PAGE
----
As Jaron Lanier says at the end of The Social Dilemma, there’s a whole world out there. Get outside and enjoy it! If you have to use social media, do it conscientiously. Stop and ask yourself, “Do I really need to do this? What I am getting out of it? What are other people getting out of it?” And only put out positive messages.

If you had the ability to choose to work on any TV show or film, or work alongside any co-star, or with any director, what or who would that be, and why? You never know who might see this article, especially if we tag them. 🙂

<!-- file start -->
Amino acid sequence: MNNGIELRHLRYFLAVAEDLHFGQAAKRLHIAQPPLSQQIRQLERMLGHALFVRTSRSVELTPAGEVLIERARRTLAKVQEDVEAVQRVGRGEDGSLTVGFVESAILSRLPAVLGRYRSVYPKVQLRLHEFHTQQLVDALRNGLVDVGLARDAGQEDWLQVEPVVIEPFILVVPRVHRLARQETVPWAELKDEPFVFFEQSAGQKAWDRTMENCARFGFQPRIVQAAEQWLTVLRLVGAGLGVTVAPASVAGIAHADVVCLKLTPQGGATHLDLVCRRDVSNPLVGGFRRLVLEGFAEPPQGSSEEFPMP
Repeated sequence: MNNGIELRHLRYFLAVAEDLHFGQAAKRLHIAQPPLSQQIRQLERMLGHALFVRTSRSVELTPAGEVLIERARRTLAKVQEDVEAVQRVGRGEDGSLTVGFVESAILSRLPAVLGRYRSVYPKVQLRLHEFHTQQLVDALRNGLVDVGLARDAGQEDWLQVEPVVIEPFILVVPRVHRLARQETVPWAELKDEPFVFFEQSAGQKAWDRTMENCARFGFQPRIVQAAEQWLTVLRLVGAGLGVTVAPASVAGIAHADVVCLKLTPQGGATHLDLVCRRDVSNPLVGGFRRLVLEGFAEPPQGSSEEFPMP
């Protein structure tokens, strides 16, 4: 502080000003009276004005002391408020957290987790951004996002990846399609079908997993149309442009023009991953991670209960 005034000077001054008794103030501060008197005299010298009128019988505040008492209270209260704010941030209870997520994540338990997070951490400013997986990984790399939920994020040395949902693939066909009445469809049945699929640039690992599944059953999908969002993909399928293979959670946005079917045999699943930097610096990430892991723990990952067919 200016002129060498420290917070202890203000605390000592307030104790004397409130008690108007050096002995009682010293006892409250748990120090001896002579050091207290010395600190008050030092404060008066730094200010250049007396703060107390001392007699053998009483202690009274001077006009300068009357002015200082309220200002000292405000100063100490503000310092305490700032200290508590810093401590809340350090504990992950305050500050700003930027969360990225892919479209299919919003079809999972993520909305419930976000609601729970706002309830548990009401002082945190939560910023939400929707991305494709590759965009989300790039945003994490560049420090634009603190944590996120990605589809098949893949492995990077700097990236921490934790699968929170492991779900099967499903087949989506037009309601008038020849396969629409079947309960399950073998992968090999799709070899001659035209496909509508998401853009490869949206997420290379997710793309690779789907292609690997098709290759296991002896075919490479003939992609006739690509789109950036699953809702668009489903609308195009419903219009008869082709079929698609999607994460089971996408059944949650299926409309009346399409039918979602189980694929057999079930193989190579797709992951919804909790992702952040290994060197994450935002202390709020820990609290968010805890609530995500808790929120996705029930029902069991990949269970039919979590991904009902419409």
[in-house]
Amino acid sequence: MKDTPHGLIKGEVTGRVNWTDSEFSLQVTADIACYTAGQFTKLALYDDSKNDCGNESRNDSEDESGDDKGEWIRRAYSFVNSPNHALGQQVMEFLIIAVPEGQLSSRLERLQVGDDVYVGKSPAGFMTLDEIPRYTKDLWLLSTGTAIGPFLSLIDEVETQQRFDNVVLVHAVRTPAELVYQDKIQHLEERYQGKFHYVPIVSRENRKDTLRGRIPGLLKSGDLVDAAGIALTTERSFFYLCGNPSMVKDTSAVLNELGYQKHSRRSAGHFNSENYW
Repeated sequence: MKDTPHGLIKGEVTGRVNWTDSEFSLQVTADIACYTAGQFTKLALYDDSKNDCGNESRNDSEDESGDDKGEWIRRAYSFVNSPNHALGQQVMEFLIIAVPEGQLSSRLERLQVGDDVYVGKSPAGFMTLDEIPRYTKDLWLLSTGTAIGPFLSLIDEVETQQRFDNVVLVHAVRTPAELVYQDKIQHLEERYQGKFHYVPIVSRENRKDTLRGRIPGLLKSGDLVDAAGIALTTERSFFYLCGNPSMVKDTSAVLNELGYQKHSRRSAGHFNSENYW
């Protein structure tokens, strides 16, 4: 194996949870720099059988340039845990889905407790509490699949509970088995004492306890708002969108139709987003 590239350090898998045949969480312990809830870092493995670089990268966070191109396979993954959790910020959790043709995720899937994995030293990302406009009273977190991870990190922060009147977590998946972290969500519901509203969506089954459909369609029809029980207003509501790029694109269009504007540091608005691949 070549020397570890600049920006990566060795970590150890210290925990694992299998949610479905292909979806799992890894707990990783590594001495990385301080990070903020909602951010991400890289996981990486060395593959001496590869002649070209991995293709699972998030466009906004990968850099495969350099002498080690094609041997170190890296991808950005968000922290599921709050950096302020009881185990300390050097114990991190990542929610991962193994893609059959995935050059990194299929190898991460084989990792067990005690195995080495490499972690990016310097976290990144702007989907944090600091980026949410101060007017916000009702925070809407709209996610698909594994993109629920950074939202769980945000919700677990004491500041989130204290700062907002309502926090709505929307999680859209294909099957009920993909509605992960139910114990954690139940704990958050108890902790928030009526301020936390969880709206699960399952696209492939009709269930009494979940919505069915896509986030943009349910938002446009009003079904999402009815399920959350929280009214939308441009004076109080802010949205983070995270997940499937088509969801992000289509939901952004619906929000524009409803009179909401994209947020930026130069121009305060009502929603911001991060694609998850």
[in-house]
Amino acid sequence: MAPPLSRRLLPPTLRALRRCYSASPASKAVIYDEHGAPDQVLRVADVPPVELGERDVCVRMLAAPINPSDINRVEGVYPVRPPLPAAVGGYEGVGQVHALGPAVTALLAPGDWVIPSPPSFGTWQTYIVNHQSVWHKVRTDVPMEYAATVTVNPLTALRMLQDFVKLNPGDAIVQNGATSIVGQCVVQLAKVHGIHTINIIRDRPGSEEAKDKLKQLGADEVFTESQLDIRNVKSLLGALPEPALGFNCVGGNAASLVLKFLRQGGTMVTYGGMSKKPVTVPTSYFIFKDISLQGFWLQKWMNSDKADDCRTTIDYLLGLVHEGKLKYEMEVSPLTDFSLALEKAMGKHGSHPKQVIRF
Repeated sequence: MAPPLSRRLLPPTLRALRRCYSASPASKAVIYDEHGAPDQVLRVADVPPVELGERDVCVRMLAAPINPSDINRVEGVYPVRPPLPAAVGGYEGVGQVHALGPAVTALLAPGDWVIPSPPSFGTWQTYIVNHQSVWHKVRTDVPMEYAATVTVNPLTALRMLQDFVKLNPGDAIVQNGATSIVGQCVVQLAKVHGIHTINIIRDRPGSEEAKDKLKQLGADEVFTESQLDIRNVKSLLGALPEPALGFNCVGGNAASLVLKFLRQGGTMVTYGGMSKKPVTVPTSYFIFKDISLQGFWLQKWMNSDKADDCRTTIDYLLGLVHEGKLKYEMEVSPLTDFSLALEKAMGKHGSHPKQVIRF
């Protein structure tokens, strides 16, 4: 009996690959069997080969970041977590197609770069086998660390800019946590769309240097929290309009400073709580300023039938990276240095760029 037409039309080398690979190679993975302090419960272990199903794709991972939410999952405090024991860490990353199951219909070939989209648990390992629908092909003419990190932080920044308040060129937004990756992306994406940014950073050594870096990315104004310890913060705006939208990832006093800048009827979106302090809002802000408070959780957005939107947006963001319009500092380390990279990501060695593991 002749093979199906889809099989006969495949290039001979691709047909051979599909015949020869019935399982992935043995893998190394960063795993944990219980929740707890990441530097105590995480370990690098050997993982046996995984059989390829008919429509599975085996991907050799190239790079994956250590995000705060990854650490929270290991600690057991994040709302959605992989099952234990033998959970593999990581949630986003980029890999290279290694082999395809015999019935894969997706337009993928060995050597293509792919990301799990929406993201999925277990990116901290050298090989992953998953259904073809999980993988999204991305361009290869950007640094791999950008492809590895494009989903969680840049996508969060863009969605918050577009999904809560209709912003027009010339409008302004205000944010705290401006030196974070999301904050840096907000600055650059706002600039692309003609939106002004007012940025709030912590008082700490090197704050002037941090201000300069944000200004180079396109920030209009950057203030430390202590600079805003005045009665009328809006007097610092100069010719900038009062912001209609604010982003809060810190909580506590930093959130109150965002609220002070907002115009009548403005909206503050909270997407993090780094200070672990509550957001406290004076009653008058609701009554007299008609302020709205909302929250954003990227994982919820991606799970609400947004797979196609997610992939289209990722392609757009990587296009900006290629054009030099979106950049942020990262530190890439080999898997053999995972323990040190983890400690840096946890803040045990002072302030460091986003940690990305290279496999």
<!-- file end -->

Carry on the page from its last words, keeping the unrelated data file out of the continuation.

I really want to work with Emma Watson. I really look up to her as an actor and as a person. Also Zendaya. She’s incredible. They both put out positive messages and are conscientious about social media. And I would love love LOVE to work with Wes Anderson.

How can our readers follow you on social media?

My only social media handle is @thesophiahammons on Instagram.